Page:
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Converting bitmap images to plain HTML

July 14, 2012 Leave a comment

(note: this is a long story of why I created the tool to covert bitmaps to HTML and how it works. If you just want the tool, go to http://img2html.odednoam.com)

I just got engaged in writing a web application, that in one of its use-cases, sends an e-mail notification to its users. It’s been a while since I last wrote such app, and I was glad to know that the 2012 technology is so advanced that setting up the system that would actually send the e-mail takes 5 minutes (10 years ago it would have taken months, requiring you to re-learn the cryptic configuration files of “sendmail” and other delights).

Now, if there’s something I love about modern software development, is that handling the plumbing  is so easy, that you actually have time left to do what you enjoy: make a product that works beautifully. And in this case, beauty is in being able to send a nicely-formatted HTML e-mail to the users of my app.

Of course, to have a really nice e-mail I wanted to have the app’s logo embedded in the text. That’s a bit of a problem: images are commonly blocked of HTML e-mails. Before mail apps blocked them, they were a common source of annoyances, allowing spammers to track active e-mail addresses (by referencing an image hosted on the spammer’s server) and viruses to abuse bugs in the image display code for infecting PCs and spreading themselves. But for a small logo, representing its bitmap as a table with colored cells should be quite easy.

A quick web search brought up several tools to do that. A site called patternmedia.com has a nice tool that does just that; it creates a table in which each cell represents a pixel of the original. Neil Fraser has took one step further and implemented RLE compression to make the resulting HTML a bit smaller. Fraser had the right idea: the size of the HTML is a big issue (pun intended). converting to plain HTML, you not only give up the compression techniques used in image file formats, but you in fact represent the image in a very inefficient format made for text representation. A 1kb image file could easily become a 100-200kb HTML table. And e-mail messages are expected to be very small in size. For example, mobile mail clients commonly do not download a message if it is over 30kb or so. Even GMail, by default, does not display an e-mail message larger than 128kb.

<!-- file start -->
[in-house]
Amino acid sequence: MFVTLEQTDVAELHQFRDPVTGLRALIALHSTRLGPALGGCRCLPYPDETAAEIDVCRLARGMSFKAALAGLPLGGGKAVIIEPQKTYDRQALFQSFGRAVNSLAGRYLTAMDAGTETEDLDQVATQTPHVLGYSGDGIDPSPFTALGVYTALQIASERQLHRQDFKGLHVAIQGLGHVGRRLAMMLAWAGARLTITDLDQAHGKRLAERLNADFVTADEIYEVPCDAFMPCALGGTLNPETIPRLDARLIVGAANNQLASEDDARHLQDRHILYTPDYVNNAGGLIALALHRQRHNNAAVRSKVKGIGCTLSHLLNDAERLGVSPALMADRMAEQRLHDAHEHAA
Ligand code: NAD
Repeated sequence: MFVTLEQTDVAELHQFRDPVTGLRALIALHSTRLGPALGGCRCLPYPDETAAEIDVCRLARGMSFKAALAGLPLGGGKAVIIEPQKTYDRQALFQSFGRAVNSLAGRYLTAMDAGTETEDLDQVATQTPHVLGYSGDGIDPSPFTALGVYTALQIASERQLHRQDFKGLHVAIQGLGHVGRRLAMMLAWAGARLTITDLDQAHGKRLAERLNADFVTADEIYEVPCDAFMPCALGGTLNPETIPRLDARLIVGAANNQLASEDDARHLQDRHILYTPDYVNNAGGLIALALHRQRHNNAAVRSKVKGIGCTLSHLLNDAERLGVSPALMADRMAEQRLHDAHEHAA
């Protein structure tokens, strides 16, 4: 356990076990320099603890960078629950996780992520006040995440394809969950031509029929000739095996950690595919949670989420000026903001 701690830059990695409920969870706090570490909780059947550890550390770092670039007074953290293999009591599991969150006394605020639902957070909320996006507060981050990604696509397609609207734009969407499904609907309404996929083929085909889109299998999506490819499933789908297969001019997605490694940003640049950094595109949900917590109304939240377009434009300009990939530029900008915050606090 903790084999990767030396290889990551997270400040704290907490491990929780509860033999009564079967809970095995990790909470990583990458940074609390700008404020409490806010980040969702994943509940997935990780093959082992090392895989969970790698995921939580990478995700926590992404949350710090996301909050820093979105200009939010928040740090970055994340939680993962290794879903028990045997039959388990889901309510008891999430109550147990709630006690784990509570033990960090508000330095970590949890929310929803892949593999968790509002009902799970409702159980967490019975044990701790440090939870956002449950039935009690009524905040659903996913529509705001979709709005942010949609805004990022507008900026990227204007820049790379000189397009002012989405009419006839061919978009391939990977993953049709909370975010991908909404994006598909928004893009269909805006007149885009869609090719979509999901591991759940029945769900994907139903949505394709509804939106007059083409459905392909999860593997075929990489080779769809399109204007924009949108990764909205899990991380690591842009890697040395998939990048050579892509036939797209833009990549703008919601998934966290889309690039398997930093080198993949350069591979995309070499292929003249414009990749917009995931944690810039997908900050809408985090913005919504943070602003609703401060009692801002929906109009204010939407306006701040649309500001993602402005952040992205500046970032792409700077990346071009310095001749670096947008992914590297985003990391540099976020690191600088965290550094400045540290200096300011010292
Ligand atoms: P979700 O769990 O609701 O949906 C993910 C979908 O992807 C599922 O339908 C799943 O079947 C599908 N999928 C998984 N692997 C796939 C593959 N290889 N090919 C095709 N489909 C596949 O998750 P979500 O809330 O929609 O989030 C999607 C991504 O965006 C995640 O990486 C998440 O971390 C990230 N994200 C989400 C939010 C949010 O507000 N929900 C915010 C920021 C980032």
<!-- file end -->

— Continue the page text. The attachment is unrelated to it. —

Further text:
Without compression, each table cell represents one pixel. The code example draws only 8 pixels.

RLE compression, as Fraser noticed, works very well for tables and is really easy to implement. Simply put, if we have a series of pixels all the same color, we can write the color just once and tell the browser that we have a table cell spreading over multiple columns (using the colspan=”…” attribute). This works extremely well for images that have small variance in color, and in which pixels of certain color tend to stick together. Black text on white background is the perfect example (and in fact, first generation fax machines used a variant of this compression).

With RLE compression, each table cell represents a series of consecutive pixels in the same color. The code example draws a complete line of the original bitmap.

In some images you could get better results by using RLE to merge adjacent pixels below a certain pixel (rather than on its side). The HTML would be a bit less readable, as HTML tables are drawn row-by-row, but in code it’s just as easy to create.

With this compression, images are much smaller, but still too large to fit in an e-mail message. Especially if they have colors, and if they are larger (the dimensions of the logo I wanted to use are 79×139, which is more than 10,000 pixels). So I wrote a better compression in the form of “2d RLE”: find large squares of pixels of the same color, and use both “colspan” and “rowspan” to color them. Ideally, I’d like to find the minimum number of rectangles required to cover the entire image. I couldn’t find an algorithm that does that in reasonable complexity, but a simple heuristic lookup for large rectangles works pretty well.

The tool that does this conversion is available at http://img2html.odednoam.com. It supports:

  • Reading an image file and converting it to HTML
  • A choice of compression: Horizontal RLE, Vertical RLE and 2D RLE
  • Supports image transparency for GIF and PNG images
  • Some further compression techniques, such as using the most common color as the table background to avoid repeating it
  • Choice whether to use CSS styles (better compression but lacks support from some mail clients, including GMail)
  • Choice of whether to use strict HTML, or loose HTML which takes even less space

Known issues (if any of the readers can suggest fixes, please let me know):

  • The algorithm used to find squares in 2D RLE is not optimal, and possibly images could be compressed better.
  • Since compression doesn’t work well for images with too many different pixel colors, I added support for color reduction (quantization) taken from https://gist.github.com/1104622. Many desktop tools have better color reduction, so you might get better quality if you reduce colors on your PC using an image editing program rather than the internal tool.

Complete source code is available under the GPL at https://github.com/odednoam/image2html